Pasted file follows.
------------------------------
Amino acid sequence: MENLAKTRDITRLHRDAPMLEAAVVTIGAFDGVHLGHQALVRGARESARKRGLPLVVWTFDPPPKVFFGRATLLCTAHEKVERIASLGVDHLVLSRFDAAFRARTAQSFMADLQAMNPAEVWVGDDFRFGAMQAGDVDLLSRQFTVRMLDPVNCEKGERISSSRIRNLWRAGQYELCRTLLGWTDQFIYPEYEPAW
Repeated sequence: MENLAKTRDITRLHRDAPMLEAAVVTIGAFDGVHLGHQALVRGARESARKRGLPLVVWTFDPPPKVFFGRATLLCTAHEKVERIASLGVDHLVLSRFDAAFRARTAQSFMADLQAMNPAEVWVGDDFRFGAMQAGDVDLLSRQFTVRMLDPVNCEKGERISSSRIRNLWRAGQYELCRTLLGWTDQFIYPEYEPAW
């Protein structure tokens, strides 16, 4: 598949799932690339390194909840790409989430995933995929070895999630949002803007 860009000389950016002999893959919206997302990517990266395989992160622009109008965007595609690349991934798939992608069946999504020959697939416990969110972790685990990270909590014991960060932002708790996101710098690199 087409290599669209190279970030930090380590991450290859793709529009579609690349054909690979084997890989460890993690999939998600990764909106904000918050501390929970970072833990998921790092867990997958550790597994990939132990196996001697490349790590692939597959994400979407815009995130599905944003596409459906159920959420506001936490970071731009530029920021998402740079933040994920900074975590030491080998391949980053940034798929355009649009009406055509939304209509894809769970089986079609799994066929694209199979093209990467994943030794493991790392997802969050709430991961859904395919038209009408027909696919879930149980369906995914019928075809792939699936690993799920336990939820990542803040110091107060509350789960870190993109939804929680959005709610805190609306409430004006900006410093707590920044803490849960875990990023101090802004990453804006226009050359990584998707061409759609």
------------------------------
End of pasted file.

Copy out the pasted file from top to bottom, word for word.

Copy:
Amino acid sequence: MENLAKTRDITRLHRDAPMLEAAVVTIGAFDGVHLGHQALVRGARESARKRGLPLVVWTFDPPPKVFFGRATLLCTAHEKVERIASLGVDHLVLSRFDAAFRARTAQSFMADLQAMNPAEVWVGDDFRFGAMQAGDVDLLSRQFTVRMLDPVNCEKGERISSSRIRNLWRAGQYELCRTLLGWTDQFIYPEYEPAW
Repeated sequence: MENLAKTRDITRLHRDAPMLEAAVVTIGAFDGVHLGHQALVRGARESARKRGLPLVVWTFDPPPKVFFGRATLLCTAHEKVERIASLGVDHLVLSRFDAAFRARTAQSFMADLQAMNPAEVWVGDDFRFGAMQAGDVDLLSRQFTVRMLDPVNCEKGERISSSRIRNLWRAGQYELCRTLLGWTDQFIYPEYEPAW
């Protein structure tokens, strides 16, 4: 598949799932690339390194909840790409989430995933995929070895999630949002803007 860009000389950016002999893959919206997302990517990266395989992160622009109008965007595609690349991934798939992608069946999504020959697939416990969110972790685990990270909590014991960060932002708790996101710098690199 087409290599669209190279970030930090380590991450290859793709529009579609690349054909690979084997890989460890993690999939998600990764909106904000918050501390929970970072833990998921790092867990997958550790597994990939132990196996001697490349790590692939597959994400979407815009995130599905944003596409459906159920959420506001936490970071731009530029920021998402740079933040994920900074975590030491080998391949980053940034798929355009649009009406055509939304209509894809769970089986079609799994066929694209199979093209990467994943030794493991790392997802969050709430991961859904395919038209009408027909696919879930149980369906995914019928075809792939699936690993799920336990939820990542803040110091107060509350789960870190993109939804929680959005709610805190609306409430004006900006410093707590920044803490849960875990990023101090802004990453804006226009050359990584998707061409759609």